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The Los Angeles City Council on Tuesday approved an ordinance banning homeless encampments within 500 feet of schools and day care centers.

The measure passed by a vote of 11 to 3, with council members Mike Bonin, Nitya Raman and Marquis Harris-Dawson dissenting.

The ordinance changes a city ordinance that regulates where homeless encampments can be located. Municipal Code 41.18 prohibits sitting, lying, lying or otherwise obstructing a public right-of-way in many areas.

The council voted 10 to 1 in favor of the ordinance last month, with Bonin the lone dissenter. However, the initial vote was not unanimous, requiring a second vote on Tuesday to pass the measure.

LA City Council bans greenlights on homeless encampments within 500 feet of schools, daycare centers

People at a homeless camp in Toriumi Plaza at First St. and Judge John Iso St. in Los Angeles.

People at a homeless camp in Toriumi Plaza at First St. and Judge John Iso St. in Los Angeles.
(Getty Images via Hans Gutknecht/MediaNews Group/Los Angeles Daily News))

In addition to banning camps near schools and daycares, the ordinance expands Municipal Code 41.18 to allow camping within 2 feet of a fire hydrant or fire plug, within 5 feet of any operational or usable entrance or exit, within 10 feet of a loading dock or other portion of a driveway or bike path or street. .

It also imposes a ban on conduct that interferes with city-issued activities or anything that restricts an accessible route in accordance with the Americans with Disabilities Act.

Existing law already protects the public right of way within 500 feet of “sensitive” facilities, including schools, daycare centers, parks and libraries – although this part of the law only applies if each specific location is designated by the council for enforcement.

The amendment was previously approved by the council’s homelessness and poverty committee.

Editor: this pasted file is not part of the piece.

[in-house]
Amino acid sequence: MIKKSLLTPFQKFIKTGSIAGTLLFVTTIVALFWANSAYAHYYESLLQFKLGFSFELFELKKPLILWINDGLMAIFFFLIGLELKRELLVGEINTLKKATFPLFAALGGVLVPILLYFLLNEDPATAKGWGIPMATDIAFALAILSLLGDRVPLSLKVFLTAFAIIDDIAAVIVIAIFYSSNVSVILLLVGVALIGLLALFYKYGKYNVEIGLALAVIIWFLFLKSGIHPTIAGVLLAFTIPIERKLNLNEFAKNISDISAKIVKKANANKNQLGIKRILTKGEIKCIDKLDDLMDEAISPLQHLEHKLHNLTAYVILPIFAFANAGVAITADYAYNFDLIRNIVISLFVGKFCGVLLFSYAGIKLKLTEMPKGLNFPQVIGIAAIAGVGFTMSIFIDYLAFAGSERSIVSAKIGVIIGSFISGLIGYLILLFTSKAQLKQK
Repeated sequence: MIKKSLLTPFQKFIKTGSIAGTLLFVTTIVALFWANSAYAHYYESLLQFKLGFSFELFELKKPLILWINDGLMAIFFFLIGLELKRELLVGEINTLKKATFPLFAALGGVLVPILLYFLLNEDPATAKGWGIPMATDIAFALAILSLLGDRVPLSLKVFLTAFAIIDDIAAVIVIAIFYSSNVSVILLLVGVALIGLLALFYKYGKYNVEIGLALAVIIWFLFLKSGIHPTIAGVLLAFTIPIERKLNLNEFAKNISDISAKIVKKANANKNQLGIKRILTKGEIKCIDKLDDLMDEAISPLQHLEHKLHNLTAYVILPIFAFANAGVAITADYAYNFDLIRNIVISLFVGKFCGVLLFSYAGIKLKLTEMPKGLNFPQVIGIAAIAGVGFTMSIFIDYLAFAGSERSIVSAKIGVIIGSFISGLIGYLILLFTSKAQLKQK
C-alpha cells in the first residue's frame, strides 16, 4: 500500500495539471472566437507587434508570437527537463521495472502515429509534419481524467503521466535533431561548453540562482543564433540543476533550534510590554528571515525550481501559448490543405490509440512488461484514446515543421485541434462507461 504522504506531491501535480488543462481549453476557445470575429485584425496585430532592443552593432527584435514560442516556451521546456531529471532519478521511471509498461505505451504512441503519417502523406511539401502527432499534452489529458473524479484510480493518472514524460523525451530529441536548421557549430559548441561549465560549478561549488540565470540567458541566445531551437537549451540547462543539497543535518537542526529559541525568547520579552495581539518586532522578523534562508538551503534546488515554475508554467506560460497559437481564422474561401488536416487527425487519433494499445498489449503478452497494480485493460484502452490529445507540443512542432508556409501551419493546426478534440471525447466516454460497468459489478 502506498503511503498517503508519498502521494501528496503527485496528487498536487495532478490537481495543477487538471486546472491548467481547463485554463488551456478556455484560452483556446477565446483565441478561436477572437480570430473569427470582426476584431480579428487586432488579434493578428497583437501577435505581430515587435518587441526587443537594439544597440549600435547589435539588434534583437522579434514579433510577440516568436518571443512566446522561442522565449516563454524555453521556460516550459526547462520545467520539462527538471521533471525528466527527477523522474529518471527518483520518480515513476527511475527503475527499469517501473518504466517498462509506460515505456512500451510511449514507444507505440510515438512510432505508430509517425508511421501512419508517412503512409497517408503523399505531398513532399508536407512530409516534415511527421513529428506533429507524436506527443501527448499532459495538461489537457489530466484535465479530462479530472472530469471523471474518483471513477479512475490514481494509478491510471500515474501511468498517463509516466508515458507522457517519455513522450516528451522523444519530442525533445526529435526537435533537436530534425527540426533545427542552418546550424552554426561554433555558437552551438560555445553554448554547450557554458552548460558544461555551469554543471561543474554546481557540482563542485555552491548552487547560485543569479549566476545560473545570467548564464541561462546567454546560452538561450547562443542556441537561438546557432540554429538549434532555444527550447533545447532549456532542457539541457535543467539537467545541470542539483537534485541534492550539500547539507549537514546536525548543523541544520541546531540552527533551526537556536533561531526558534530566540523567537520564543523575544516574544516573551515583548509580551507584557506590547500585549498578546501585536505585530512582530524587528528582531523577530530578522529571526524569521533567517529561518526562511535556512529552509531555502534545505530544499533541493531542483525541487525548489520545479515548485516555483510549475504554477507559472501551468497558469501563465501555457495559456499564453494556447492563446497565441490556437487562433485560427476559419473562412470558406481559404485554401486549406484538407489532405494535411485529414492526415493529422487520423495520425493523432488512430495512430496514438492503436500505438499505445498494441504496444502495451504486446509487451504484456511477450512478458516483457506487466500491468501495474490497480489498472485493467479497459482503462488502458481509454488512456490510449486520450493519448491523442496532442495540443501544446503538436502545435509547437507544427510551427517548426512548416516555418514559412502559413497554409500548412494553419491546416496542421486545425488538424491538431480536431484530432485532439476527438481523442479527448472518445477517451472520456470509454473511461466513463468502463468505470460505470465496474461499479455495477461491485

Proponents of the ordinance say it keeps children safe. Council member Mitch O’Farrell also argued at the council meeting that claiming the homeless have nowhere to go is wrong. He said the city has many successful and robust programs to help the homeless.

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A homeless woman wearing a veil stands near a tent near the Eco Park lake.

A homeless woman wearing a veil stands near a tent near the Eco Park lake.
(Reuters/David Swanson)

“I’m going to stand up for this conference,” O’Farrell said. “Everyone here is kind, deeply caring for the most vulnerable among us. I’m not going to buy into the rhetoric that we’re monsters, we’re murderers or anything like that. It’s all nonsense. I’m not going to accept that false narrative anymore. Never accept.”

But Bonin contends that the ordinance is based on the false premise that homeless people are refusing to move into housing and that the city has enough room for them. He claimed that 60% of people living on the streets of Los Angeles are unsheltered.

“It’s not a question of whether or not you approve of having camps near schools,” Bonin said. “Nobody wants a camp near schools or daycares. Nobody wants a camp anywhere.”

He said the ordinance is a “distraction from where our focus needs to be,” such as moving to end homelessness.

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A jogger walks past a homeless encampment in Los Angeles, California.

A jogger walks past a homeless encampment in Los Angeles, California.
(AP)

Earlier this year, Los Angeles Unified School District Superintendent Alberto Carvalho said the measure was approved after teachers, principals and parents complained about homeless encampments near schools.

“I have seen elementary schools that none of us as parents would find acceptable for children. Individuals with mental illness, some of them completely unclothed, yelling obscenities within earshot of the children,” Carvalho told the council at the time.

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Violators of the ordinance are subject to a violation or citation. But a person who “willfully resists, delays or obstructs the enforcement of this section by a city employee or refuses to comply after being requested to do so by an authorized city employee” may face increased fines and misdemeanor charges.